We treated a rare case of necrotizing fasciitis due to Photobacterium damsela (P. damsela) infection, a halophilic gram negative bacillus. A 76-year-old man suffered a minor puncture wound to his right index finger from the fin of a sea bass. He observed no bleeding and paid no attention to the puncture. Some 27 hours later, he noted pain and swelling of his right palm. He went to a local emergency clinic and received antibiotics for a diagnosis of cellulitis. Despite antibiotic therapy, inflammation spread to his forearm. He revisited the clinic and was admitted 32 hours after the puncture wound. By this time, severe pain, swelling, and erythema had spread to his shoulder. He was sent to our emergency center about 36 hours later. Upon arrival, he had gone into shock. We made a diagnosis of necrotizing fasciitis and conducted surgical debridement, but found necrotic tissue in the pectoral muscle, necessitating right thoracoscapular dissection. After surgery, he was treated in the intensive care unit (ICU), but did not come out of shock and died 2 days after admission of multiple organ failure. P. damsela was isolated from necrotic tissue.
Acute vertebrobasilar arterial occlusion results in severe neurological deficit or death. Since the outcome of such occlusion patients is poor, recanalization is often required; but may result in severe neurological complications. To clarify variables affecting recanalization and outcome in occlusion patients, we retrospectively analyzed the clinical and radiographical outcome in 5 such patients treated endovascularly by thrombolysis using urokinase (UK). We found that recanalization markedly reduced neurological deficit and that early recanalization was extremely effective. Since hemorrhagic complications were severe, we suggest that the amount of UK used be limited to less than 500, 000 IU.
We report a 4-year-old girl with a compound depressed skull fracture compressing the superior sagittal sinus. The patient fell from a second storey at home. Computed tomography (CT) showed a compound depressed skull fracture overlying the superior sagittal sinus without hemorrhagic lesions. Angiography showed abnormal blood flow in the left frontal cortical veins and an interrupted superior sagittal sinus. Conservative treatment is generally acceptable for a compound depressed skull fracture overlying a major venous sinus. We hold that surgery in acute phase to reduce the risk of infection and delayed intracranial hypertension is indicated if the patient is conscious.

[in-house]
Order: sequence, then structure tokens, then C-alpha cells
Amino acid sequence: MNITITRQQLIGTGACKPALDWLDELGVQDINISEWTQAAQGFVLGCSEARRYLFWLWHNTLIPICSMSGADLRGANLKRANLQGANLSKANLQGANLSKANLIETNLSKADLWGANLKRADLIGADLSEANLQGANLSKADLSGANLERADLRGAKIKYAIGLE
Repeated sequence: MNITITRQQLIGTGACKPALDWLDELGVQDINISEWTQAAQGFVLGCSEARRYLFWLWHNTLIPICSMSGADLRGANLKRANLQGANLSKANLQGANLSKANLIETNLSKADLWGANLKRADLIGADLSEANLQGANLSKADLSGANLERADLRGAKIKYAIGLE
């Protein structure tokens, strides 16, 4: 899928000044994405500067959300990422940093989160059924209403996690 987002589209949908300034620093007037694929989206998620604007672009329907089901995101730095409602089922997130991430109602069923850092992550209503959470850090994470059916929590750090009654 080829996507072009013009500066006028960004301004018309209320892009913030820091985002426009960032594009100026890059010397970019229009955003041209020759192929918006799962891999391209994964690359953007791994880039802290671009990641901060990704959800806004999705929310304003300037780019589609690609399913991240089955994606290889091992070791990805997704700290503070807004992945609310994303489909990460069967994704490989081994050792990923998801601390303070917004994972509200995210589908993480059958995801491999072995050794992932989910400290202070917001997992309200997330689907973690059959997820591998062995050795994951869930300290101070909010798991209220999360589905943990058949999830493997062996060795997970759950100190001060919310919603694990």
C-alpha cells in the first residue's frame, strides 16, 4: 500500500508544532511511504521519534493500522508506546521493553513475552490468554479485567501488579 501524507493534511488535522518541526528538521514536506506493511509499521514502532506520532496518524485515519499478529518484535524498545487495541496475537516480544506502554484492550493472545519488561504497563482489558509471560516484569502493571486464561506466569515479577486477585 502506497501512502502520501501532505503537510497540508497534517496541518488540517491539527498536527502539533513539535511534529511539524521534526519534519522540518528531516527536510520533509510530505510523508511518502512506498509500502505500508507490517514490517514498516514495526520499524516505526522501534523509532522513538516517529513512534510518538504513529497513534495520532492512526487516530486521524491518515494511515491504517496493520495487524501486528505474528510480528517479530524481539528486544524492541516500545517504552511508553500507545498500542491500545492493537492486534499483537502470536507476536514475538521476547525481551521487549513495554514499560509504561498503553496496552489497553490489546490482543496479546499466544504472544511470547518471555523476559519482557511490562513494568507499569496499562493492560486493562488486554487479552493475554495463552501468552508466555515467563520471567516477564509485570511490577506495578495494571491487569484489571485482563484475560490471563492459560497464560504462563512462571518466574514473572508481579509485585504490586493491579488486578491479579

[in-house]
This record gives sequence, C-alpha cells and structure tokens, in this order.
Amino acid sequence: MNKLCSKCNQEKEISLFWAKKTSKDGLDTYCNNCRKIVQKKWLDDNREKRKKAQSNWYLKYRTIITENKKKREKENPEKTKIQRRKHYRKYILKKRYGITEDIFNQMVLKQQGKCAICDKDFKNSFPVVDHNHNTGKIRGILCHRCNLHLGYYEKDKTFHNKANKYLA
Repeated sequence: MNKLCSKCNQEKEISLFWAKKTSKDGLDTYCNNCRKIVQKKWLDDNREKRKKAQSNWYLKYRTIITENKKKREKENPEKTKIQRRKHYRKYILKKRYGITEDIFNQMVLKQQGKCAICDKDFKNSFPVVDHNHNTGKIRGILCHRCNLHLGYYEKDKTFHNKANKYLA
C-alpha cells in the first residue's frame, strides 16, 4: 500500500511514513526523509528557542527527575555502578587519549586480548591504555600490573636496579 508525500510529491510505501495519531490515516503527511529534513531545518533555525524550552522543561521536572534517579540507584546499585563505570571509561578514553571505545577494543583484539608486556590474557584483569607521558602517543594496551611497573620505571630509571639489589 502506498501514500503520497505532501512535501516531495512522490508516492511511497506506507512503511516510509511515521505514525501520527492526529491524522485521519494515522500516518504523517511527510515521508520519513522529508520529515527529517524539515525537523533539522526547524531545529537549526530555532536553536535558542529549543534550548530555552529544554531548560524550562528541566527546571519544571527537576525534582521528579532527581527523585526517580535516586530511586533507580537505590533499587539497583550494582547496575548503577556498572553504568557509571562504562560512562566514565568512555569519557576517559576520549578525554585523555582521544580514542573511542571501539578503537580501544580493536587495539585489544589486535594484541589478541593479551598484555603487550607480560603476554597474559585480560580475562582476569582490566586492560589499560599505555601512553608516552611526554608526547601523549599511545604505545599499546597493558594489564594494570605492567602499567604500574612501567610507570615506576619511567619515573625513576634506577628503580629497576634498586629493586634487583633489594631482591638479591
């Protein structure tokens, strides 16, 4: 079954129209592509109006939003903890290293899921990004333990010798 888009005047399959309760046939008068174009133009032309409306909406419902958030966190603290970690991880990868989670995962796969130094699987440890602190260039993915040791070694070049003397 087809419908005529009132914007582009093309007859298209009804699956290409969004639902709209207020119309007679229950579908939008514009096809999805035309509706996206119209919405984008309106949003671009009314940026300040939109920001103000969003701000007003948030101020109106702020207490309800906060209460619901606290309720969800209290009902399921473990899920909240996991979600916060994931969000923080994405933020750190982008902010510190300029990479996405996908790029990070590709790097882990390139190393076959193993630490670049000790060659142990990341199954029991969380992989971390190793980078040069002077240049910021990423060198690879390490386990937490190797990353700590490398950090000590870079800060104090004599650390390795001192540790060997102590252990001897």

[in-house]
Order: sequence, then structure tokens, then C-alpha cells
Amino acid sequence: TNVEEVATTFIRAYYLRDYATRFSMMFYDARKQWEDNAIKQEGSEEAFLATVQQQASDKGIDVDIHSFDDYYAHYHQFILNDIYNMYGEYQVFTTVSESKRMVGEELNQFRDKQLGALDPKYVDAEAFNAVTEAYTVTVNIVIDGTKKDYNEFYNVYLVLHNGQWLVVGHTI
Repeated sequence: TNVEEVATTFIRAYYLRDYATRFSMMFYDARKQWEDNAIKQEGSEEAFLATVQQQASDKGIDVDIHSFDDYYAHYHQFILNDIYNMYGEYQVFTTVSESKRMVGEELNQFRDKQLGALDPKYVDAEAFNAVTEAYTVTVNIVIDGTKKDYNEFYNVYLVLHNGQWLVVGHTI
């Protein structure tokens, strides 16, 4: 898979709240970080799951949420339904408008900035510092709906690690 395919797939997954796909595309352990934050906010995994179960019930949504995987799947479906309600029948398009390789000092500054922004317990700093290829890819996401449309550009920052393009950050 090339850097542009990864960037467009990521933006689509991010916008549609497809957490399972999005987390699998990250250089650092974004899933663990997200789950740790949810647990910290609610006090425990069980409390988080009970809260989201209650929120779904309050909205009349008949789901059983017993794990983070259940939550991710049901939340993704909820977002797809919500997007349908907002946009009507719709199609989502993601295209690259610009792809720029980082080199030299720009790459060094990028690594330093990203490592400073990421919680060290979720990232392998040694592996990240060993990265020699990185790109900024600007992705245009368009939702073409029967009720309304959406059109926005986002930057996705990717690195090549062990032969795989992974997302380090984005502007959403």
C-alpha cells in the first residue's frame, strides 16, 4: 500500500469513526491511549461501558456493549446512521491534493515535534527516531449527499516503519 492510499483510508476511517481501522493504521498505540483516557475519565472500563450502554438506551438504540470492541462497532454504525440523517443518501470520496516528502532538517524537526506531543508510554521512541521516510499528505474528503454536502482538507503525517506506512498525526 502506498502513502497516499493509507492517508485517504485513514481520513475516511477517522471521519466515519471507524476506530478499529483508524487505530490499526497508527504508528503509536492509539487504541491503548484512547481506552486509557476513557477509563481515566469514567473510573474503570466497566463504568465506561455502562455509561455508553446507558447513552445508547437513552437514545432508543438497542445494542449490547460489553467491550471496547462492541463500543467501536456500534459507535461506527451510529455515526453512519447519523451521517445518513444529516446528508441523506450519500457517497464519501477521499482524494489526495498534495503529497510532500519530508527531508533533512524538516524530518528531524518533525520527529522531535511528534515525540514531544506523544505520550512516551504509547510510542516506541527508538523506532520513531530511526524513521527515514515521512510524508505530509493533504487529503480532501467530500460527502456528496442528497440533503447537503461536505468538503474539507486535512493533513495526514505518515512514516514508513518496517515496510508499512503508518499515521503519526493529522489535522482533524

A case of Kusanon A® poisoning complicated by Heinz body hemolytic anemia is reported. A 67-year-old woman ingested Kusanon A® (100ml) while attempting suicide and was admitted 2 hours later. Serum 3, 4-dichloroaniline concentration was higher 48 hours after admission, followed by methemoglobinemia peaking (24.2%) 60 hours after admission in spite of normal serum methemoglobin on admission. Although methemoglobinemia improved without administration of methylene blue, hemoglobin fell to 12.2g/dl with bite cells and erythrocytes containing Heinz bodies on hospital day 6. After the disappearance of Heinz bodies on hospital day 17, hemolytic anemia gradually improved with a high reticulocyte count and she was discharged on hospital day 40. Kusanon A® poisoning causes symptoms such as conscious disturbance, metabolic acidosis, and methemoglobinemia. Although several authors reporting Kusanon A® poisoning focused on delayed methemoglobinemia, hemolytic anemia has not been referred in detail. Our experience reveals the importance of hematological ex-amination to help determine hemolytic anemia in advance.
A 15-year-old boy with a neck injury transferred to our emergency room was alert and cooperative. During surgical closure of the wound, he vomited and became somnolent. A piece of brain tissue was found in vomit. Computed tomography (CT) showed pneumocephalus and a small hemorrhage in the left frontal lobe. Surgery undertaken found an irregular bone defect in the plamun sphenoidale and a dural laceration in the frontal base. The dura of the left frontal convexity was also lacerated. These findings suggested that an unknown foreign body penetrated the right lateral neck and the skull base through the nasopharynx, then reached up to the frontal bone. Postoperative course was uneventful. He witnessed later that he hit his neck on to an iron rod protruding from concrete blocks when he fell. He had known that this rod had penetrated his neck. Orbitocranial stab wounds may associate penetrating brain injuries, but it seems quite rare that a cervical stab wound complicated a penetrating brain injury. It should be stressed that physicians and paramedics must glean information about the modality of penetrating injuries.